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12 differently-abled clerks fear losing their jobs at traffic prepaid booths

Balwinder Singh has not been able to send his two children to school, not because he is 70% disabled but because his daily wage has increased from only ₹101 to a measly ₹367.5 in 15 years of working at the booth.

Updated: Sep 11, 2018 14:06:48

By HT Correspondent

Differently abled clerks of traffic prepaid booths during their media interaction at the Sector-17 market on Monday. (Karun Sharma/HT)

For the last two months, Balwinder Singh, 40, has not been able to send his two children to school. The reason behind it is not the fact that Balwinder is 70% disabled, but that despite being educated and working as a counter clerk at various taxi and auto prepaid booths across the city for 15 years, his daily wage has increased from only ₹101 to a measly ₹367.5. As a sole breadwinner for a family of six with no other source of income, Balwinder’s plight is pitiable, to say the least.

Similar are the stories of Balwinder and his 11 other differently-abled colleagues, most of them 70-100% disabled, who have not received their daily wages for the past two months. The 12 spoke to the media at the Sector-27 market and voiced their issues on Monday.

Employed by the Chandigarh traffic police in May 2003, the clerks were paid ₹101 as daily wage. Nine years after that, their wage was revised to ₹150. In December 2012, it was increased to ₹314 while in June this year, to ₹367.50, which totals to a monthly income of ₹11,025.

Meanwhile, with online taxi booking services entering the market, the prepaid booths are continuing to prove economically inviable, putting the differently-abled at a risk of losing their jobs.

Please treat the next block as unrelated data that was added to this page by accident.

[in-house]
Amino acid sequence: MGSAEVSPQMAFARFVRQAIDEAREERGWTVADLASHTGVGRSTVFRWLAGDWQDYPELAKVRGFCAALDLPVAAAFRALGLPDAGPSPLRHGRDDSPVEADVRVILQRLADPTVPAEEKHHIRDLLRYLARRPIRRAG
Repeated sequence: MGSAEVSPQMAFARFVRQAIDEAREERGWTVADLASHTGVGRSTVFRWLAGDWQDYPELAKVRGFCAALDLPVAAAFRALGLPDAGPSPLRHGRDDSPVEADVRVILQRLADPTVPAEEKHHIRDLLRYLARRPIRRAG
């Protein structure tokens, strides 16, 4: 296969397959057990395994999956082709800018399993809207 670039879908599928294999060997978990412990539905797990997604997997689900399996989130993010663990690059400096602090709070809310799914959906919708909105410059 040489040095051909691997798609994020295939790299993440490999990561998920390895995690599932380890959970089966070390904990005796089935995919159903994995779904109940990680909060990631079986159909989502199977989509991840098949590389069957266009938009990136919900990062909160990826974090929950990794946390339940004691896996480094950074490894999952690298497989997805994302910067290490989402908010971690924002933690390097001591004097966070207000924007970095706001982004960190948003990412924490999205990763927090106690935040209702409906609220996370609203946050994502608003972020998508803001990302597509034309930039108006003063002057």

“I have been working as a counter clerk at the prepaid booth for 15 years. I am overaged for any other job,” said Ranpal, 40, who is 80% disabled. “What is the point of giving our 15 years to this job? A child becomes an adult in 15 years. If we lose our job here, where will we go?,” he said.

No ear to hear

The differentially-abled persons said they had been writing to the governor, home secretary, UT advisor, MP Kirron Kher, inspector general (IG), senior superintendent of police (SSP), the Prime Minister and the President, highlighting their grievances, for the past eight years, but they have not received any response.

Jagdish Singh, 43, who is 80% disabled, adds, “The Prime Minister says we do a lot for the disabled, but we are grovelling in front of them for years now. What have they done so far?”

Fund crunch or apathy?

Constable Jitendra, who looks after the salaries, said, “We do not have any fund left in our prepaid booth account. How will we pay these differently-abled clerks their wages?”

While home secretary Arun Kumar Gupta said he was not aware of the matter, UT SSP (traffic) Shashank Anand said, “These are contractual employees and not on our payroll. Their daily wages are being paid from the ₹7 service charge that is collected from every auto ride booked at the prepaid booth.”

“Because of online taxi booking services, footfall at the booths has decreased drastically, making them economically inviable for the government,” Anand said.

When asked what would be the fate of these people, Anand said, “They will be duly compensated for their work done so far. If required, they will be rehabilitated.”

First Published: Sep 11, 2018 14:05:13

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